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Unreached People Group Communities

As a follow-up on the ethNYcity people profiles below, we have identified 69 unreached/least-reached people group communities in Metro New York. These communities are often “hidden” from Christian interaction and engagement. Please consider printing off the .pdf version and regularly praying for these communities in your home, small group, or church. 69 Most Significant Unreached People Group Communities in Metro New York. For more information on regularly praying for specific people group communities, visit globalgates.info/prayer.

The ethNYcity people profiles below (and on our app and widgets) feature the most significant ethnic groups in Metro New York. As a result, not all of these are unreached, but the ones that have a significant Christian presence can play a vital role in reaching out to unreached peoples in Metro New York.

People Profiles

Garifuna in Metro New York

Place of Origin: Coastline of Honduras, Belize, Guatemala
Location in Metro New York: Harlem, South Bronx, Brooklyn (East New York)
Population in Metro New York: 100,000 (Community Estimate)
Population in New York City:
Primary Religion: Christianity (Roman Catholic)
Secondary Religion: Traditional Afro-Indian religious beliefs (often syncretized with Catholicism); Christianity (evangelical)
Status of Christian Witness: Those from Honduras: Greater than or equal to 10% evangelical. Those from Belize and Guatemala: Less than 2% evangelical. Some evangelical resources available, but no active church planting within the past two years.
Primary Languages: Garifuna, Spanish, English,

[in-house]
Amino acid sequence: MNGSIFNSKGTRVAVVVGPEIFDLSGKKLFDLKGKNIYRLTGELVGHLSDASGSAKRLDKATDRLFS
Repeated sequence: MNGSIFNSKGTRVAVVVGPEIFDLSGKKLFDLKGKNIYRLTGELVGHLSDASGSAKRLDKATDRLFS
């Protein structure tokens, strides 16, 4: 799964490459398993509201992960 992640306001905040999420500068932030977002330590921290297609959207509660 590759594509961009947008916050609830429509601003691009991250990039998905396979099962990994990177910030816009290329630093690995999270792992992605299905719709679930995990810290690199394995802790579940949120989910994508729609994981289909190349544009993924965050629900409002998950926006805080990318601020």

Bio: With dark-skinned men wearing “Garifuna Celebrity” T-shirts, a variety of hand drums providing the event’s soundtrack instead of brass instruments, and Garifuna yellow, black, and white flags largely replacing the blue and white of Honduras, Bronx’s annual Honduran and Central American Parade is somewhat of a misnomer—considering the celebration is almost exclusively a display of Garifuna presence. As a reminder of her heritage, a Honduran woman marching in the parade carries a miniature ship with the word “Garifuna” on its side. In 1635, two Spanish ships carrying West African slaves shipwrecked off the coast of St. Vincent. The Africans escaped, swam to shore, and were sheltered by the island’s inhabitants, a mixed race of Arawaks and Caribs known as Island Caribs. Over the coming years, the Africans intermarried with the Island Caribs, and the blend of ancestry, language, religion, and traditions created a new people called the Garifuna. The Garifuna pride themselves on having never been enslaved although they were forced off St. Vincent by the British in 1797. At first settling in Roatan off the coast of Honduras, the Garifuna soon ventured to the coastland of Honduras, Belize, Guatemala, and Nicaragua, where they remain today as minorities in their respective countries. In Metro New York, however, a majority of the Hondurans are Garifuna, and out of all of the Garifuna in the city, roughly seventy-five percent are from Honduras, fifteen percent from Belize, and ten percent from Guatemala. Most Garifuna community leaders estimate their population to number over 100 thousand in Metro New York.